James Madison Papers

Richard Henry Wilde to James Madison, 16 November 1834

Augusta Ga 16 Novemr 1834.

My dear sir, 

I should have to reproach myself severely for not replying to your kind note of April 11th. if my omission has arisen from negligence & not good intentions. Having never designed or expected to draw from you the slightest notice of my humble efforts, by sending you the Speech I did, I scrupled intruding again on your repose by a letter which it was to be feared would seem to require an answer, & thus a task be imposed upon you, which it was my most earnest desire you should be exempt from.

During my hesitation the news of that illness which gave so much concern to your friends reached me, and then of course all thought of an intercourse was suspended.

Since then I have doubted whether I should not write to Mrs Madison, & thus relieve you from all necessity of replying. These questions of delicacy like many others have been settled for me by circumstances. The result of the election in Georgia having decided in favor of my involuntary retirement to private life, where I shall now most probably remain for ever, it became me to wind up my political affairs and especially to discharge my political obligations. Your’s weighed most heavily on me, & it is to relieve myself from it I write. I will not attempt to tell you, how highly I value the few words of commendation you have been kind enough to bestow on me. If you should have leisure to hear read, or read my last dying Speech and confession which I send you, you will discover how I prize them, since the allusion is to you, tho with as much reserve as I could command from my vanity, you are not named or designated.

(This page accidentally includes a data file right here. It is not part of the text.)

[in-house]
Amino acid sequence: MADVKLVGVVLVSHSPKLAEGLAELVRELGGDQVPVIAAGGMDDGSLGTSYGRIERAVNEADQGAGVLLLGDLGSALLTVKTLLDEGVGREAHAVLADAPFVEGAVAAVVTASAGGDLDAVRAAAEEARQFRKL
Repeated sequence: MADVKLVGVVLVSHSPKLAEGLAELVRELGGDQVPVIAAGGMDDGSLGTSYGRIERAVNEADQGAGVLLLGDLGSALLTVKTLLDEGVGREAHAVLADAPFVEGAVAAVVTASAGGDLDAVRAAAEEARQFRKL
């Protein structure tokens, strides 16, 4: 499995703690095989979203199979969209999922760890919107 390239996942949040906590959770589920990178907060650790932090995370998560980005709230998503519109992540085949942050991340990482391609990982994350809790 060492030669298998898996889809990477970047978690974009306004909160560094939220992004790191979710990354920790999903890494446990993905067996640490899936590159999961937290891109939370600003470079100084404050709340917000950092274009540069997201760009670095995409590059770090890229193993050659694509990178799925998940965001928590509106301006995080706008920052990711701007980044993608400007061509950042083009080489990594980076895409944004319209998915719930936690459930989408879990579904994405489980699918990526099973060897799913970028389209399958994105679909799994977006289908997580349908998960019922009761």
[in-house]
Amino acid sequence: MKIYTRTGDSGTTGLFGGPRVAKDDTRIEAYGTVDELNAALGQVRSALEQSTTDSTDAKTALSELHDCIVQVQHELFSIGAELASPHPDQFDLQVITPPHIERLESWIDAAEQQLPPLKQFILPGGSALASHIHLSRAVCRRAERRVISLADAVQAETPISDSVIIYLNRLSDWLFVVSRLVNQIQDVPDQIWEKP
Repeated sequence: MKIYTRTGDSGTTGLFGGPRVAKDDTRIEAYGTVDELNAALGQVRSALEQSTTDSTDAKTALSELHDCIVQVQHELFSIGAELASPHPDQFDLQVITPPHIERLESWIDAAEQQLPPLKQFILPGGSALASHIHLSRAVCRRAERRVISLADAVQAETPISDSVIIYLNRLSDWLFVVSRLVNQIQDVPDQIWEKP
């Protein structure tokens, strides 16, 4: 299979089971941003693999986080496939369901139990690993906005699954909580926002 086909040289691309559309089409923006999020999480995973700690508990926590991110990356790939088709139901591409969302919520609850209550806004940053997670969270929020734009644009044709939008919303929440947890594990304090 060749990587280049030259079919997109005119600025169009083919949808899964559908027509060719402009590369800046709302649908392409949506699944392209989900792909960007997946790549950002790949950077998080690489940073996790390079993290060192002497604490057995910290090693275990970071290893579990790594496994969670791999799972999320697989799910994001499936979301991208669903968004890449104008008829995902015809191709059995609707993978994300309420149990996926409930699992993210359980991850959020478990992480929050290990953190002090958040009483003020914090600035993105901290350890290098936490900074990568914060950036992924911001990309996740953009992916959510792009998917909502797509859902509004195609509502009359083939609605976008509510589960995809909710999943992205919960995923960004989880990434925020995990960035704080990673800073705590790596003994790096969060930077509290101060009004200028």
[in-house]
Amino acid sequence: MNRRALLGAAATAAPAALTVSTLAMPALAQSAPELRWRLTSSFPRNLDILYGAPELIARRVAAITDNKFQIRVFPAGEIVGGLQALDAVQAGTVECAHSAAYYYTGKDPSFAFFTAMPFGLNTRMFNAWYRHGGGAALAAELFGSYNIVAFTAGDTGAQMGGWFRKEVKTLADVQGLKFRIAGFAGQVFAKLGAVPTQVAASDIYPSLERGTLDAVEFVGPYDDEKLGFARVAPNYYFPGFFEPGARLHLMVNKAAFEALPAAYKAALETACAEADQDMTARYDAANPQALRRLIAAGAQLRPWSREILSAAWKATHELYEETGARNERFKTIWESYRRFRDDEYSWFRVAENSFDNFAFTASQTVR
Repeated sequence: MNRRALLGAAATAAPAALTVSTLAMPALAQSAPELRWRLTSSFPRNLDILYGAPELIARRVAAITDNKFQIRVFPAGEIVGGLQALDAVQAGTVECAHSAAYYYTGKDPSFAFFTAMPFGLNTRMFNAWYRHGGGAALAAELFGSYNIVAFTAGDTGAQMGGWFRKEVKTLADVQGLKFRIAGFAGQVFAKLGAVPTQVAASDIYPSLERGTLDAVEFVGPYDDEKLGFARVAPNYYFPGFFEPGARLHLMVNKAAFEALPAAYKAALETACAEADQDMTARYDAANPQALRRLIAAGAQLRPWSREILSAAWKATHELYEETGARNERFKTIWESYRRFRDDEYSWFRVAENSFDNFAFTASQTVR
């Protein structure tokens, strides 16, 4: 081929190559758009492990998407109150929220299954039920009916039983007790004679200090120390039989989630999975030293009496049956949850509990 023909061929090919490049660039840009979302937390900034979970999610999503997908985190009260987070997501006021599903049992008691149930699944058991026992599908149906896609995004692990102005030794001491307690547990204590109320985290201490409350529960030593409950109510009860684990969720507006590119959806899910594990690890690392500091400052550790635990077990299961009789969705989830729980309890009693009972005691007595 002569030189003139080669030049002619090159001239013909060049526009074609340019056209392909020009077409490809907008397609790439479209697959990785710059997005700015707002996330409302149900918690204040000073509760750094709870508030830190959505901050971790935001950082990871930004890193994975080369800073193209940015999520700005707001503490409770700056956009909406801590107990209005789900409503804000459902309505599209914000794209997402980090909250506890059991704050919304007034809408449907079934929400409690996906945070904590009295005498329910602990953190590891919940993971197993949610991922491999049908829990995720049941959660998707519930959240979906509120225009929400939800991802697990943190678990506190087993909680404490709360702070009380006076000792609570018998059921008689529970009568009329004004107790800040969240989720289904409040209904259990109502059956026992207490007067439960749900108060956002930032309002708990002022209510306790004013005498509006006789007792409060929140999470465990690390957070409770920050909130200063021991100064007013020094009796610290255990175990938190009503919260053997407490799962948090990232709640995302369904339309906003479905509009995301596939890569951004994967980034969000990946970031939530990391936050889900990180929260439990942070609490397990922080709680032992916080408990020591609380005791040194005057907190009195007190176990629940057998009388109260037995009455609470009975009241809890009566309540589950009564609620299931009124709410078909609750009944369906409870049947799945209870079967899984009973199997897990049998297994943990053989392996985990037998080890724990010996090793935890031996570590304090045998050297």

I would not ask you, whom a whole people love and venerate to look into a newspaper for the tribute of an obscure individual, but the oddity of the communication may perhaps amuse you, and it is much to me, if it wins from you a smile.

And now my dear sir, I have one last favor to ask of you, and that is that you would not make me any reply whatever. You should be permitted to enjoy the tranquility and repose you have so nobly and dearly earned; do not make me reproach myself again with disturbing it. Only do me the [favor] to present me most kindly and cordially to Mrs Madison, and assure her that to me and many others Washington never possessed the charm that it did under her administration. Receive for yourself the assurances of my most profound respect admiration & gratitude, & believe me none pray more ardently for your health long life & happiness, than Your obliged & Obt. He St

Richard Henry Wilde


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